Category Religion

The Fires and Kindness This Time

We live on the edge of catastrophe. This is always the case, always has been. Born vulnerable and utterly helpless, we become, in the best of circumstances, less vulnerable only by degrees if we are fortunate enough to avoid early death.

Accident, illness and natural disaster perch on our shoulder, the uninvited intruder who never leaves but is mostly ignored through all our days.

This ignorance, this denial, is fundamental and necessary to our growth and flourishing as we move through life. Cowering in fear or wearing a permanent furrow on our brow is of no use whatsoever to our survival or our flourishing as conscious creatures with nearly limitless capacity for joy and fraternity.

We get up every morning expecting to see the night, with the next morning mostly the same.

Most of the time for a long time, we are lucky to be right. And sometimes, our luck runs out.

Worry, concern, even perfectly justified ...

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Two Wendell Berry Poems on Humility

From his Kentucky farm where he has long disdained use of a computer and rails against modern sins such as strip mining, industrial agriculture and unrestrained market capitalism, 84-year-old Wendell Berry occupies a unique place in contemporary American letters.

Throughout his prolific output of novels, short stories, essays, and poetry totaling some 50 volumes, he is at once the stodgiest of conservatives, a thoughtful curmudgeon standing stoutly for the old ways of fidelity to family, place, religion, and modesty of expression.

At the same time, he remains a darling of Subaru-driving outdoorsy liberals who cotton to his outspoken environmentalist views, pacifism and anti-materialism.

Personally, I have been both inspired and exasperated by him, but I have never for a second doubted his sincerity or intelligence or devotion, and he is always worthy of attention.

Berry’s is a world of overalls and unlocke...

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Brilliant Songs #6: Chuck Brodsky’s “We Are Each Other’s Angels”

I came across this song just a few weeks ago, courtesy of Facebook friend Eric Gray, who had just organized a house concert by Chuck Brodsky in San Francisco. Eric is a music guy, as well as a baseball guy (powerful combo…), so I of course investigated Mr. Brodsky, went on You Tube, and here we are, with Brilliant Song #6 in this occasional series.

Ironically, I was moved to write about it when checking in, as a kind of pop culture imperative, with the Super Bowl halftime show the other day.

When a band I had never heard of, Maroon 5, and its lead singer started prancing around the stage, with the singer ripping his shirt off to reveal his gym physique and every-square-millimeter-of-skin-tattoos as the young ‘uns who were herded onto the field for the occasion jumped up and down around him on cue in the usual highly staged, ridiculous-looking scene, vapid, showy and just all around fake as can be, I thou...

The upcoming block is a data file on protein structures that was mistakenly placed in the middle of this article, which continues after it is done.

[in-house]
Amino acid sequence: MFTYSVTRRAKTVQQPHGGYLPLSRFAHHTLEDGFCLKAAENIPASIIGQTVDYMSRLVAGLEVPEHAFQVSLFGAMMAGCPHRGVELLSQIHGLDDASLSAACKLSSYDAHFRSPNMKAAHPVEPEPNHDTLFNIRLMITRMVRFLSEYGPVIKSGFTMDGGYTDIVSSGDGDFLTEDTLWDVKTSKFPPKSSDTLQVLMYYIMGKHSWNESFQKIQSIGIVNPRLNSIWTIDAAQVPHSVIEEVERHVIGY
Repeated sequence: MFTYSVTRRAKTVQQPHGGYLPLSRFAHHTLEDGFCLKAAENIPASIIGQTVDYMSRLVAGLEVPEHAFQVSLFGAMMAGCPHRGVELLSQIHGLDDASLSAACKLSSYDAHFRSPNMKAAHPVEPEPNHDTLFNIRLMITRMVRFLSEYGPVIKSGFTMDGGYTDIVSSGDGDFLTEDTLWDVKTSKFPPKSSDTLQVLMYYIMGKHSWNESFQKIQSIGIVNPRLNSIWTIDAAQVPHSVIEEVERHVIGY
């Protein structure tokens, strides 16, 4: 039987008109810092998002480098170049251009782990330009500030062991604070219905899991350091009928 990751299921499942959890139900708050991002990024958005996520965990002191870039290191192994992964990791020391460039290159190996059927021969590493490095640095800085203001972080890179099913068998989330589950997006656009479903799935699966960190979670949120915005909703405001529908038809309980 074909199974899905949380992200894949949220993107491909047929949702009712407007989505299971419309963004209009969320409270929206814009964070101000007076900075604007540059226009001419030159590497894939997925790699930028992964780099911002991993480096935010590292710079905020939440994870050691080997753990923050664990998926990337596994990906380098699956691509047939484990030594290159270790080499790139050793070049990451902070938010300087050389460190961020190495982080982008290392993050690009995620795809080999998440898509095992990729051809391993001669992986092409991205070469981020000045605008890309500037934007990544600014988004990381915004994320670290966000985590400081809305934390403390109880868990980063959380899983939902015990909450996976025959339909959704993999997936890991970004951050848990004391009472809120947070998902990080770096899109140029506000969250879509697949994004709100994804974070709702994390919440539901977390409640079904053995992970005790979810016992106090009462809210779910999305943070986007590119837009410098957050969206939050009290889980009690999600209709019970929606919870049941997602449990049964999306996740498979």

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Grabbing Grace and Giving It a Shake

(A brief reflection presented at this morning’s service at my Unitarian Universalist church on the month’s theme of “Grace At the End.”)
It was my great privilege to accompany two people to their deaths from Lou Gehrig’s disease in my years as a Hospice volunteer. Their temperaments and response to their disease couldn’t have been more different.

Diane approached it with a kind of equanimity and a retained sparkle in her eyes, which were about the only body parts she could move anymore as the disease robbed her of all other bodily function in the surpassingly cruel way that it does.

Mike fought it all the way, refusing to go gently into that night, sticking up for himself to God and vigorously dissenting from the fate that would spiral him down to death at not even 40 years old, father to two young children.

The two of them put me in mind of that book title: “Grit and Grace.” Mike the grittie...

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Best of Times, Worst of Times…and the Time Between

“It was the best of times, it was the worst of times, it was the age of wisdom, it was the age of foolishness, it was the epoch of belief, it was the epoch of incredulity, it was the season of Light, it was the season of Darkness, it was the spring of hope, it was the winter of despair, we had everything before us, we had nothing before us, we were all going direct to Heaven, we were all going direct the other way—in short, the period was so far like the present period, that some of its noisiest authorities insisted on its being received, for good or for evil, in the superlative degree of comparison only.”

So wrote the English novelist Charles Dickens in the opening sentence of A Tale of Two Cities in 1859. This was 70 years after the French Revolution he was alluding to and two years before our own Civil War began here in the U.S.

You grammar geeks will be dazzled to know the sentence went on fo...

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